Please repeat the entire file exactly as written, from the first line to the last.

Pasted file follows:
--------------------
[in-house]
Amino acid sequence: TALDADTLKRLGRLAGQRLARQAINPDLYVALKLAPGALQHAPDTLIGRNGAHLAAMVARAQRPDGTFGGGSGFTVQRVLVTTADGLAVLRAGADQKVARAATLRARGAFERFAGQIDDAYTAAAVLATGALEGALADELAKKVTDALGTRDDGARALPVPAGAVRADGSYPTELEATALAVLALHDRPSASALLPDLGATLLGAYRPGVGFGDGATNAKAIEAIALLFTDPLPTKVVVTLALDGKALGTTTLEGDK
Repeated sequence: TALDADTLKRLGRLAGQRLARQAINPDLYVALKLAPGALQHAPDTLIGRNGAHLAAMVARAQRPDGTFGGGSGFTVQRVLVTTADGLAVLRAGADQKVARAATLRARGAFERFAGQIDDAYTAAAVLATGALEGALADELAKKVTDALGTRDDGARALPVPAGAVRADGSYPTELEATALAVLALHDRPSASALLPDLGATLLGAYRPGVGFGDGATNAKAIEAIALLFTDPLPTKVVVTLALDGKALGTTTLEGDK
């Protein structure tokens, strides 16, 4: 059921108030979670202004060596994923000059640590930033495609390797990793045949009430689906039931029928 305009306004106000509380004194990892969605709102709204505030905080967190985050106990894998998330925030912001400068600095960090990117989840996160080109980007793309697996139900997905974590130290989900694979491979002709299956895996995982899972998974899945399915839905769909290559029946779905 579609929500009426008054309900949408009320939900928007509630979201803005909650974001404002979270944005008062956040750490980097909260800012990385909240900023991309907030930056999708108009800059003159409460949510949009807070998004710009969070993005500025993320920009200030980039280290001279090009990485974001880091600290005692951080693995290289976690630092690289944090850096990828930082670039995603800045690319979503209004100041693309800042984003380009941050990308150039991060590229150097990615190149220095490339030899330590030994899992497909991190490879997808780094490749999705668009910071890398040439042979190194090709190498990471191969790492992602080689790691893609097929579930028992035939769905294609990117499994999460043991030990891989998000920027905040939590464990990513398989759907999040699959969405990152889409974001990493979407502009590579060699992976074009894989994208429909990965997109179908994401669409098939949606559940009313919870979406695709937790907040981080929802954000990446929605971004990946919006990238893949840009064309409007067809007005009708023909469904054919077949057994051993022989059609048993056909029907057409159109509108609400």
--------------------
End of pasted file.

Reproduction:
[in-house]
Amino acid sequence: TALDADTLKRLGRLAGQRLARQAINPDLYVALKLAPGALQHAPDTLIGRNGAHLAAMVARAQRPDGTFGGGSGFTVQRVLVTTADGLAVLRAGADQKVARAATLRARGAFERFAGQIDDAYTAAAVLATGALEGALADELAKKVTDALGTRDDGARALPVPAGAVRADGSYPTELEATALAVLALHDRPSASALLPDLGATLLGAYRPGVGFGDGATNAKAIEAIALLFTDPLPTKVVVTLALDGKALGTTTLEGDK
Repeated sequence: TALDADTLKRLGRLAGQRLARQAINPDLYVALKLAPGALQHAPDTLIGRNGAHLAAMVARAQRPDGTFGGGSGFTVQRVLVTTADGLAVLRAGADQKVARAATLRARGAFERFAGQIDDAYTAAAVLATGALEGALADELAKKVTDALGTRDDGARALPVPAGAVRADGSYPTELEATALAVLALHDRPSASALLPDLGATLLGAYRPGVGFGDGATNAKAIEAIALLFTDPLPTKVVVTLALDGKALGTTTLEGDK
């Protein structure tokens, strides 16, 4: 059921108030979670202004060596994923000059640590930033495609390797990793045949009430689906039931029928 305009306004106000509380004194990892969605709102709204505030905080967190985050106990894998998330925030912001400068600095960090990117989840996160080109980007793309697996139900997905974590130290989900694979491979002709299956895996995982899972998974899945399915839905769909290559029946779905 579609929500009426008054309900949408009320939900928007509630979201803005909650974001404002979270944005008062956040750490980097909260800012990385909240900023991309907030930056999708108009800059003159409460949510949009807070998004710009969070993005500025993320920009200030980039280290001279090009990485974001880091600290005692951080693995290289976690630092690289944090850096990828930082670039995603800045690319979503209004100041693309800042984003380009941050990308150039991060590229150097990615190149220095490339030899330590030994899992497909991190490879997808780094490749999705668009910071890398040439042979190194090709190498990471191969790492992602080689790691893609097929579930028992035939769905294609990117499994999460043991030990891989998000920027905040939590464990990513398989759907999040699959969405990152889409974001990493979407502009590579060699992976074009894989994208429909990965997109179908994401669409098939949606559940009313919870979406695709937790907040981080929802954000990446929605971004990946919006990238893949840009064309409007067809007005009708023909469904054919077949057994051993022989059609048993056909029907057409159109509108609400």